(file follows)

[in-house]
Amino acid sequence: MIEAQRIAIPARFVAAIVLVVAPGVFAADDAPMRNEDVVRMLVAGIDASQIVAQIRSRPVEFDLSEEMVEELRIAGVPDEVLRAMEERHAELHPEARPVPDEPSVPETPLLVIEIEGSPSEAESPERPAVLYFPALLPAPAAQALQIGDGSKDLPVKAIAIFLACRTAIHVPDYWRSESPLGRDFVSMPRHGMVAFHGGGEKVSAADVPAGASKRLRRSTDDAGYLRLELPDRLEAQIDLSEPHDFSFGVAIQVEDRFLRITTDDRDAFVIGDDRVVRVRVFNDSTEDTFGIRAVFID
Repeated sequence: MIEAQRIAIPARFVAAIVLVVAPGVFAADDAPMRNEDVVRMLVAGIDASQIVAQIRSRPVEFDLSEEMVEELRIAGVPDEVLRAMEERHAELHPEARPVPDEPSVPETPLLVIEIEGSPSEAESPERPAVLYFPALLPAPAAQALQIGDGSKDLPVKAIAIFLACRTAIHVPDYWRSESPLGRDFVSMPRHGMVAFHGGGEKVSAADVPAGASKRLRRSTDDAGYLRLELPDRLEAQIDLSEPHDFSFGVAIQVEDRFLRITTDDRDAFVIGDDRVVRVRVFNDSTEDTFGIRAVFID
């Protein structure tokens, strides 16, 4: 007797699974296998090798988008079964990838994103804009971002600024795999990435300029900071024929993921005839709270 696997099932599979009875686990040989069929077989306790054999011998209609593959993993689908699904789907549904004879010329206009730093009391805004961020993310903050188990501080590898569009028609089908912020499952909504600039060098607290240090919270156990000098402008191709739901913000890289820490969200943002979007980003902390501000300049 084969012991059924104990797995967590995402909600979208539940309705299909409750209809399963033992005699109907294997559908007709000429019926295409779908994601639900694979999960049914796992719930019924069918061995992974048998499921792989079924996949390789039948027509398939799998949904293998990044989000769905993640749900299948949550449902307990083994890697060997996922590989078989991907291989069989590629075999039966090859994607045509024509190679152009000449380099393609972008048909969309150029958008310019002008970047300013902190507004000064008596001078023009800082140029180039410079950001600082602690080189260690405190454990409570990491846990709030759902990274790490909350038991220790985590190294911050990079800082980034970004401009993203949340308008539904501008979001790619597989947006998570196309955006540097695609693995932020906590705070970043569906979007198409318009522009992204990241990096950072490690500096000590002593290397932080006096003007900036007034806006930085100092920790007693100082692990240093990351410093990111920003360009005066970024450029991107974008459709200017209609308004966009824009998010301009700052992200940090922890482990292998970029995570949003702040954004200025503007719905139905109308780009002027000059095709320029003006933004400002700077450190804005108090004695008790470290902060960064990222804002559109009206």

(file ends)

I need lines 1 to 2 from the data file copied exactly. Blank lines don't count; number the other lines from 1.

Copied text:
[in-house]
Amino acid sequence: MIEAQRIAIPARFVAAIVLVVAPGVFAADDAPMRNEDVVRMLVAGIDASQIVAQIRSRPVEFDLSEEMVEELRIAGVPDEVLRAMEERHAELHPEARPVPDEPSVPETPLLVIEIEGSPSEAESPERPAVLYFPALLPAPAAQALQIGDGSKDLPVKAIAIFLACRTAIHVPDYWRSESPLGRDFVSMPRHGMVAFHGGGEKVSAADVPAGASKRLRRSTDDAGYLRLELPDRLEAQIDLSEPHDFSFGVAIQVEDRFLRITTDDRDAFVIGDDRVVRVRVFNDSTEDTFGIRAVFID